How to Know if My Phone Has NFC?

NFC is the acronym for Near Field Communications, and is a characteristic of many portable devices these days. The NFC can be a useful feature, and used. Many times it is not, although there is a promising future for the technology. In this article, we will examine NFC, what it is, how it works and what it is used. Then, you can also find out which devices have the technology.

What is NFC Technology in Mobile Phone?

The clue is in the name: Near Field Communications, or, in translation, Near Field Communication. The NFC is a set of standards for portable devices. This allows them to establish radio communications person-to-person (peer-to-peer), passing data from one device to another by touching them or placing them very close together..

The NFC has its origin in the RFID. RFID, or radio frequency identification, is the technology used by shipping companies, large warehouses and large stores to accompany the products. It uses electromagnetic induction to transmit information in a short space, so that, by simply scanning a container, a person can know what it contains. The NFC is a similar technology, but standardized for smartphones consumption. The standards NFC are defined by a group called the NFC Forum, which includes major manufacturers of consumer electronics. In essence, if your phone has NFC as a feature, it can be used to transfer data to other phones or to readers NFC.

This is all very cool. But is it useful? First, we will see the functioning of the NFC, and then we’ll look at more.

How it Works a Smartphone with NFC?

NFC is a means of sending data through radio waves. In this sense, it is similar to wi-fi or Bluetooth, but unlike those protocols (and like RFID), NFC can be used to induce electric currents within passive components as well as just send data. And is faster than the Bluetooth, in general. In fact, the two are closely linked.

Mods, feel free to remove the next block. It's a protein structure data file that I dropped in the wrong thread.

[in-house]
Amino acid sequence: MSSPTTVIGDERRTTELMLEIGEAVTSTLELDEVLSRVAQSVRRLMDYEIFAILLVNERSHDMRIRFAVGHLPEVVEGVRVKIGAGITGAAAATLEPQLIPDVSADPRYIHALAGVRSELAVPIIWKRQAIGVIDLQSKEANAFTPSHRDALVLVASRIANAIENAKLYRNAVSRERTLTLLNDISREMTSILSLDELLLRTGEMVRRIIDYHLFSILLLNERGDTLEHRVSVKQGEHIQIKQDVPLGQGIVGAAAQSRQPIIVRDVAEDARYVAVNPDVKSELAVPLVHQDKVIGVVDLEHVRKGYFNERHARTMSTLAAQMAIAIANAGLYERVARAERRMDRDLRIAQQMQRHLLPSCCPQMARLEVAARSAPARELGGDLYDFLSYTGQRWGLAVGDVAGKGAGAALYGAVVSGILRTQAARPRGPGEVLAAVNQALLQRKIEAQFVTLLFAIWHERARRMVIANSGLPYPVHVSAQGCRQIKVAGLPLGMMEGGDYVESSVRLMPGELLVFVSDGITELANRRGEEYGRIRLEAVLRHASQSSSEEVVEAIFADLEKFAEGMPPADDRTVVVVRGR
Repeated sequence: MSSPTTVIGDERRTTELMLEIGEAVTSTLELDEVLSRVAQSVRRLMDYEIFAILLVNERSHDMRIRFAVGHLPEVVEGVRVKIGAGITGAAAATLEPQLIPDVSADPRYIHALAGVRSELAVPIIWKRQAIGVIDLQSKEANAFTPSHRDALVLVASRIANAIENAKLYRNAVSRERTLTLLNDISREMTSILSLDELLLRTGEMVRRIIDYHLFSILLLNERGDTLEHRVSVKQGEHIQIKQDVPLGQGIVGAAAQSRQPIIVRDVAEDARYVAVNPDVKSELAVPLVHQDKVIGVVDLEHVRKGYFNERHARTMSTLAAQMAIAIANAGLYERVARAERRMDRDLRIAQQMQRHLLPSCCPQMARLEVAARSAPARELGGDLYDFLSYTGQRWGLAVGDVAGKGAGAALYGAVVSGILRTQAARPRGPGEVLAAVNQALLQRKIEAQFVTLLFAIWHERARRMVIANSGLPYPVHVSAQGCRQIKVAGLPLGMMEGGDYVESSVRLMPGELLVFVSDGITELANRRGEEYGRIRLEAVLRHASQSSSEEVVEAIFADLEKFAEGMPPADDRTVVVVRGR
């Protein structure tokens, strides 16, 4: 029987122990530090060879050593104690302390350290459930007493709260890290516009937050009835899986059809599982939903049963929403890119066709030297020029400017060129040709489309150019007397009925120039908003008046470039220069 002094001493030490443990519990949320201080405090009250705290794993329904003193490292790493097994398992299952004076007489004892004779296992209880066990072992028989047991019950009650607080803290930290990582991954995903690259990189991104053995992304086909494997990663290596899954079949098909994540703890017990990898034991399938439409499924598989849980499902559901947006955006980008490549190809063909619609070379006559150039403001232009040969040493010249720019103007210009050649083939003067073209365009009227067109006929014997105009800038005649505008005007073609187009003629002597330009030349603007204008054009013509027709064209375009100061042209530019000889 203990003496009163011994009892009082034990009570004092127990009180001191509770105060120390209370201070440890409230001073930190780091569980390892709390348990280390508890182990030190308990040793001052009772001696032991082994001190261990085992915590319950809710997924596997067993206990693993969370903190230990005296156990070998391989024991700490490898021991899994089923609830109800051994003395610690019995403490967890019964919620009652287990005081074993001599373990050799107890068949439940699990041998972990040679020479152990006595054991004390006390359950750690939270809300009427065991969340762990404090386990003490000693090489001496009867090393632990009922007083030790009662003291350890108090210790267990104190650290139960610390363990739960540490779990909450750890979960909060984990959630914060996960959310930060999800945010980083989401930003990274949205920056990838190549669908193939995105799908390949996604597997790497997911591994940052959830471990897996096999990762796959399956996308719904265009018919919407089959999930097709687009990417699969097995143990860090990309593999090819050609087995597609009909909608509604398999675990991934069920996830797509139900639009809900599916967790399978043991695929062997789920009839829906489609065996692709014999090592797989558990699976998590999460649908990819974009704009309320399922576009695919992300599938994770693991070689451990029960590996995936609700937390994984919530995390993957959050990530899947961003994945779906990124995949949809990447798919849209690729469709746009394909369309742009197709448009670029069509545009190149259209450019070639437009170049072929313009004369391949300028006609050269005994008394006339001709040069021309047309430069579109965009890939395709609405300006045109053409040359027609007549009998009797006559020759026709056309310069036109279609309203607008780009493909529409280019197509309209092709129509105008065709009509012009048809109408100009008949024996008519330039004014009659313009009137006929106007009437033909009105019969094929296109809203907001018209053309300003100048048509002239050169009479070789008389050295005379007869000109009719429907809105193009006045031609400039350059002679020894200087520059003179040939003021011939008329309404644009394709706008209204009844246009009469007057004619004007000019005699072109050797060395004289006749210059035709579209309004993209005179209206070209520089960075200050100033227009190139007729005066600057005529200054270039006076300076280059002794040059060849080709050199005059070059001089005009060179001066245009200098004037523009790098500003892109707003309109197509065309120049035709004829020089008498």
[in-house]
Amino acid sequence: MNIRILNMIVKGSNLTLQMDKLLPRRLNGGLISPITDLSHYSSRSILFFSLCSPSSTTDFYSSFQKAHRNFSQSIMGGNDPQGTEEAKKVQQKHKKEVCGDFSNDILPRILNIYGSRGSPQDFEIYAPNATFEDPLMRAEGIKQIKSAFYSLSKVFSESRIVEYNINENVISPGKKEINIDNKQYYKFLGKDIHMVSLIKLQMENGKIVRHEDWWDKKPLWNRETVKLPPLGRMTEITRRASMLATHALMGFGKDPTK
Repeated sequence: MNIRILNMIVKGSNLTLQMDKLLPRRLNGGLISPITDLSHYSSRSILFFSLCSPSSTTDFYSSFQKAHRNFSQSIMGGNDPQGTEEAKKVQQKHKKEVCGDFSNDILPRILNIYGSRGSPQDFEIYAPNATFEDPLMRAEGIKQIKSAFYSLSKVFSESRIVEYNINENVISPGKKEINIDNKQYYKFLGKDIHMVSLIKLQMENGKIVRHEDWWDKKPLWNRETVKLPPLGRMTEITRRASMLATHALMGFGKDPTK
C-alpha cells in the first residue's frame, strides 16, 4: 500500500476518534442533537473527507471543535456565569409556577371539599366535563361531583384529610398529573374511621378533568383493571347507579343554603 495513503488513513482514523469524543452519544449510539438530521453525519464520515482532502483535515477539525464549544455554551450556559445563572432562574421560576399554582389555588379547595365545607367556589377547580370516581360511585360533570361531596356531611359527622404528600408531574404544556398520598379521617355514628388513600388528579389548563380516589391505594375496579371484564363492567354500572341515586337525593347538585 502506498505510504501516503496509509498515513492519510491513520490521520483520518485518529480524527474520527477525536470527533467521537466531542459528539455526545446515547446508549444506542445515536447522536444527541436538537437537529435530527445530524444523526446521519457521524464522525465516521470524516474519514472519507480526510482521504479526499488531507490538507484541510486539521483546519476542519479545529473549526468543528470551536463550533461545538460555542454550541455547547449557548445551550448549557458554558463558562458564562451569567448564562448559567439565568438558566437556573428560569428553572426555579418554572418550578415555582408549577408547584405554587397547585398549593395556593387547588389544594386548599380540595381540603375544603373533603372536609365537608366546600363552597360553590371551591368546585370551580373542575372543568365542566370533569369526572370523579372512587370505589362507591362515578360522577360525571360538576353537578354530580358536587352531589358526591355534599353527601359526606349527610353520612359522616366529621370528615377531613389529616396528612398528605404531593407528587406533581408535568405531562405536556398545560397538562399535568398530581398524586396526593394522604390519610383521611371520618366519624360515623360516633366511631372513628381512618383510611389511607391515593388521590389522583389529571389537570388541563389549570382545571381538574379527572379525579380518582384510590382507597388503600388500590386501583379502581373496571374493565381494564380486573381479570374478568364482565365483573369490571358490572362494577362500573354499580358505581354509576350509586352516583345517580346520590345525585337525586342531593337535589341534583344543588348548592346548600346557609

NFC can work with passive devices that do not require their own power source, such as card readers. The transmission frequency of data of the NFC is 13.56 MHz. NFC can transmit data at 106, 212 or 424 Kbps (kilobits per second).

At the time of the writing of this article, the standard NFC has three modes of operation: mode peer-to-peer network that lets two smartphones swap data, a read / write mode in which a device active take information from a liability; and emulation of the card, in which an NFC device such as a smartphone, can be used as a credit card without contact.

There are some security issues with NFC, but they are manageable, if not minor. On the one hand, if someone can get close enough to you with a NFC reader, they can read the content from your NFC-capable device. It can be difficult to that happening but still, it is a concern.

And there have been attempts to create applications that could steal your information. As with any software that you install, it is critical that you know exactly what you are getting. Google Play and, especially, Apple iTunes are very good at maintaining applications unpleasant. But you can never be 100% safe.

Perhaps the biggest risk to its security represented by NFC is that your smartphone is even more valuable. Put all your payment information on a device makes you even more vulnerable to this device being stolen.